Such soul-searching coincides with tighter German guidelines requiring prospective immigrants to speak German and be under 45 years old. That is likely to reduce Jewish immigration to Germany. Jews here are divided over the new policy.

Rosenthal, the Ukrainian musician, believes the immigration boom is slowing anyway because of better conditions for Jews in former Soviet countries, conditions that did not exist when he left the Ukraine in 1990. At a Berlin Jewish school, where he now teaches music, Rosenthal recounts his own story.

Back in his Ukrainian home town of Lemberg, Rosenthal did not know much about his Jewish roots, except that "Jew" was stamped on his former Soviet passport as his "nationality." And that he was sometimes the butt of antisemitic jokes. He went to his first Hanukkah celebration at the end of the 1980s. Not long afterward, he had a chance to emigrate.

As a newcomer in Berlin, Rosenthal's first job was digging graves at a Jewish cemetery. But he slowly stitched back his former career as a singer and orchestra conductor. Later, he was offered his current job as a music teacher.

Other immigrants are not so lucky. Many are unemployed. Germany's smaller, more established Jewish community is struggling to meet their needs. That has caused friction between the immigrants and those born in Germany, says Irene Runge, who heads Berlin's Jewish Cultural Association.

"The Russian Jews feel they're neglected, they're humiliated. And the German Jews say they're so aggressive and they're only asking to get things, and they don't give anything," she said.

The German and Eastern European Jews also have different tastes in music, literature and fashion.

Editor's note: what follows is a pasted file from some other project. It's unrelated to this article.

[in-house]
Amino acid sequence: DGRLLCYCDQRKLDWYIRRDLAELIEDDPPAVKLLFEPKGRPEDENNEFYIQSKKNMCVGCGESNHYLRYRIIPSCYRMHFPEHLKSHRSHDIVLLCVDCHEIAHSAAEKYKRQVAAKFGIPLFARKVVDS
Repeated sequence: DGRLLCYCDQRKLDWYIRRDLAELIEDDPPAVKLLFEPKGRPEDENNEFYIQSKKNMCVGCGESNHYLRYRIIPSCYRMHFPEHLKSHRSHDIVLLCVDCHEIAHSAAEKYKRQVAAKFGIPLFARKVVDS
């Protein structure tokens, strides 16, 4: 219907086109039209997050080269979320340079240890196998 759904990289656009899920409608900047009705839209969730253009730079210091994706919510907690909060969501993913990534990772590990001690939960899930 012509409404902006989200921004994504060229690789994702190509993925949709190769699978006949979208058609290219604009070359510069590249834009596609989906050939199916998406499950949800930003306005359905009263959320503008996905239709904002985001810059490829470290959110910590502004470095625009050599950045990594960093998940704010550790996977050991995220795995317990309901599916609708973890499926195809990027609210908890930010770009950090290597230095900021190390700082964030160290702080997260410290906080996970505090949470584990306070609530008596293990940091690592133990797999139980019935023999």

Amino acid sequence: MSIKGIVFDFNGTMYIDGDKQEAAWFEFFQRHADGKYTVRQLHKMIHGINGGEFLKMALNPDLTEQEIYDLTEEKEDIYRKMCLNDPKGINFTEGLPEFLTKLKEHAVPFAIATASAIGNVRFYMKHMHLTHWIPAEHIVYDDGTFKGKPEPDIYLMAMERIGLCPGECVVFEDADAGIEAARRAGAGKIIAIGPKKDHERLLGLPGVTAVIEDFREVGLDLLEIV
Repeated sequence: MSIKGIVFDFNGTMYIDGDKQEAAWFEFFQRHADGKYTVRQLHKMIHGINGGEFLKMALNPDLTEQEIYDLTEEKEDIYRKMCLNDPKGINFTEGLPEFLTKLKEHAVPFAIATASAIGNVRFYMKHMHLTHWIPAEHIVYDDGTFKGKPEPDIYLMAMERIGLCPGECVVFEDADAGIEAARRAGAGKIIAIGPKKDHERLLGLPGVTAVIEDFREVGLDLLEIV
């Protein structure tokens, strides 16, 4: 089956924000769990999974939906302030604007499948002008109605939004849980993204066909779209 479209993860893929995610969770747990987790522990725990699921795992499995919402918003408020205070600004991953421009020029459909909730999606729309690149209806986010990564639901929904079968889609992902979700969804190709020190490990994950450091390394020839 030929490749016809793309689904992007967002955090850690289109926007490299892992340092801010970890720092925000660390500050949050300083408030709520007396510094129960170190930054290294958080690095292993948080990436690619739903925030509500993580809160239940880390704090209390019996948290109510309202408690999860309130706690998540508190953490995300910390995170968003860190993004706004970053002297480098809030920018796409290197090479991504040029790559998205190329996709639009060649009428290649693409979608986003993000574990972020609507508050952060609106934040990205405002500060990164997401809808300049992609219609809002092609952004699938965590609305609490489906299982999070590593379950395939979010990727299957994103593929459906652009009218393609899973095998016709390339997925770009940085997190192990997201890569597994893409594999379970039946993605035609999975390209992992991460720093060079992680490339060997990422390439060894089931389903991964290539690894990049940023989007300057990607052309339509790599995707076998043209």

More importantly, perhaps, many immigrants like Boris Ladoniski are not particularly religious. At a cafe in Berlin, the 30-year-old Russian native talked about what it means for him to be Jewish.

"Most Jews in Russia aren't religious, and I'm not terribly religious either," he said. "But it didn't mean they didn't feel Jewish. It was a different sense of Jewishness, which was based more on the history of the family, on culture, on the stories, the songs you heard."

An uncounted number of Jewish immigrants have not joined Germany's Jewish community. Some do not the meet the community's strict definition of a Jew, that is, converting or having a Jewish mother, rather than simply having one Jewish parent, which qualifies a person as Jewish under Germany's immigration law. But Ladoniski also says that many immigrants are simply not interested in joining.

"It's increasingly a problem for my generation, because many people do not see what should be the benefit in being a member of the community," he continued. "Especially if you're in your thirties, if you have a German education and you're integrated into German society."

But some experts say this new, less-religious generation of German Jews is not necessarily a bad thing. Faith, they say, is only part of a complex set of factors shaping the future of Judaism in Germany.